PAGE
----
Bad light leads to discovery of Legion artifacts

Secret room found at the Peru American Legion with memorabilia from the 1940s found. Calieb Mathis looks through other items that he discovers while checking the room out again. (Kokomo Tribune/Tim Bath)

PERU, Ind. (AP) — Beth Rhoads said there have been rumors and whispering for years in Peru about a secret room hidden inside the building owned by American Legion Post 14.

It’s a rumor Rhoads began investigating around three years ago, when she moved her business, Eileen & Friends Craft Mall, into the second floor of the building at 33 E. 6th St., after the post mostly stopped using the building for its headquarters.

“When I first moved the business in, everybody swamped me with the question, ‘Have you found the secret room?'” she told the Kokomo Tribune. “We hunted for it. Believe me. When you hear an urban legend like that, you hunt.”

Recently, Rhoads said, they found it.

A maintenance man stumbled across the small door hidden above the drop-down ceiling that was put in place decades ago.

A light had gone out, and he was tracing an electrical wire to find the source, Rhoads said. As he followed it along, the wire led to a door he’d never seen before, tucked away in the original ceiling.

He called Rhoads and told her the news.

“He said, ‘I found the secret room.’ I said, ‘You found what? I’m on my way.'”

Secret room found at the Peru American Legion with memorabilia from the 1940s found. Calieb Mathis gets ready to climb down through the opening of the ceiling hole that is the entrance to the room. (Kokomo Tribune/Tim Bath)
Secret room found at the Peru American Legion with memorabilia from the 1940s found. Calieb Mathis gets ready to climb down through the opening of the ceiling hole that is the entrance to the room. (Kokomo Tribune/Tim Bath)

The two climbed a 15-foot ladder through the drop ceiling, shimmied through the small, square door and discovered a loft holding a trove of the American Legion post’s history dating back to the 1940s.

There were boxes of archival records of previous Legion members from 1942 to 1945. There were old pictures, including a large landscape photo of hundreds of soldiers lined up in a field with the date 1917 published on the front. There were old POW flags and scrapbooks.

Maybe the craziest finds of all, though, were a tank shell, a small night-drift signal made by Triumph Explosives Inc. in 1943, and what appeared to be a rocket launcher from 1944.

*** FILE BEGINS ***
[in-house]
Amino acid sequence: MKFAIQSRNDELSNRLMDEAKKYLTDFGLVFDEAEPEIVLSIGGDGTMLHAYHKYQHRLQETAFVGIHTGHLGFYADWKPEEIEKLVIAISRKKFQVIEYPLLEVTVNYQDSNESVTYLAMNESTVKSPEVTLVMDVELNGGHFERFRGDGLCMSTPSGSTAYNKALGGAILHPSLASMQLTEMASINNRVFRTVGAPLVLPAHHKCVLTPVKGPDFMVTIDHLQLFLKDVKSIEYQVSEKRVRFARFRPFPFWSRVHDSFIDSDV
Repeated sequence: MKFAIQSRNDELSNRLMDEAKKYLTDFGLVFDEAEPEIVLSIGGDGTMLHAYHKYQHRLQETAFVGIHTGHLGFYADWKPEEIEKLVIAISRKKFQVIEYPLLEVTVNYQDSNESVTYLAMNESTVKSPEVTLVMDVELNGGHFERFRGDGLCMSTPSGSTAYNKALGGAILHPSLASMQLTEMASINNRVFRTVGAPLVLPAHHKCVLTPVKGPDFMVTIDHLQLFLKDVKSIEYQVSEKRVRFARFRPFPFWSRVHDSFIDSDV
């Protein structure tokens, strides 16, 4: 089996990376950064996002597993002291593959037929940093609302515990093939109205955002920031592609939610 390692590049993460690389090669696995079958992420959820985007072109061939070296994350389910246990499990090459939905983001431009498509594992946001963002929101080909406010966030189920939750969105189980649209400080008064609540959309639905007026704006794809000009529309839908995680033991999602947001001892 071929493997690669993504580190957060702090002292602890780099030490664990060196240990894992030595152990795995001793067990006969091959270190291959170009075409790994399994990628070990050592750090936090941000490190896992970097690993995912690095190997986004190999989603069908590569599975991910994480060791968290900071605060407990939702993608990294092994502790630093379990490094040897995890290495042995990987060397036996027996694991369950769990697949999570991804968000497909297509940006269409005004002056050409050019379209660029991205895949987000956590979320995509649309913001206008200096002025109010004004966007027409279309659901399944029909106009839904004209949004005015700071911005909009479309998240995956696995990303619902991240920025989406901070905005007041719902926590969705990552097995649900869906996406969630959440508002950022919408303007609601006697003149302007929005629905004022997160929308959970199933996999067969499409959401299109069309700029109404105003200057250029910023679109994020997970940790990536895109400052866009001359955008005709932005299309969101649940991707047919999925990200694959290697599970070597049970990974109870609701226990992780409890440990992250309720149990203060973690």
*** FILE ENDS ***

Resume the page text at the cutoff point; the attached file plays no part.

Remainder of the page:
Rhoads said they didn’t waste much time transporting the historical treasures out of the hidden loft and doing an inventory of them. In total, she said they found around 100 items.

“We were just laughing the whole time,” she said. “It was great.”

Rhoads said she’d spent the last three years scouring the more than 10,000-square-foot building, trying to find the room. They did come across a hidden nook and a closet under a stairwell, but no hidden room.

She said they never thought about looking in the ceiling. In the end, it was just dumb luck that led them to the hidden loft.

John Hilgeman, an 81-year-old Navy veteran who’s been a Legion member since the 1950s, said he’d always heard the rumors about the secret room in their building, but he didn’t think they were true.

“People talked about a secret room in there,” he said. “I never knew what they were talking about. I never knew anything about it.”

But George Denny, a 90-year-old World War II veteran who currently serves as the Legion commander, said the loft wasn’t so much a secret room. It was more of just a forgotten one.

The Peru post was chartered in 1920, one year after the national American Legion was founded. In 1949, the Legion moved into its current building.

Denny said it was likely the case that Legion officers packed some of their old records and other items in the loft during the move and forgot about them when the drop-down ceiling was installed.

“I wasn’t aware of (the room) as much as some other people,” he said. “We were told there was stuff up there, but we never looked into it because it’d been up there forever.”

Now that the room and its contents have been rediscovered, Rhoads said she wants to make sure it isn’t forgotten again.

She said she plans to create a display area in her store so people can view the historical items.

“I believe in the old adage: If you don’t remember your history, you’re bound to repeat it,” Rhoads said. “We’re trying to preserve some of the Legion’s history, because this is a military community, and we figure we need to preserve our military past.”

It’s an especially meaningful tribute for Rhoads, who has two sons serving in the Army.

Navy veteran Hilgeman said he looked through some of the items after they were discovered. He said a lot of the stuff was covered in thick dust after sitting for more than a half-century in the darkness of the loft.

But once it’s cleaned and on display, he said it will provide an interesting glimpse into the Legion’s past.

“It’s always nice to get more pieces of our history,” he said. provides commenting to allow for constructive discussion on the stories we cover. In order to comment here, you acknowledge you have read and agreed to our Terms of Service. Commenters who violate these terms, including use of vulgar language or racial slurs, will be banned. Please be respectful of the opinions of others and keep the conversation on topic and civil. If you see an inappropriate comment, please flag it for our moderators to review.

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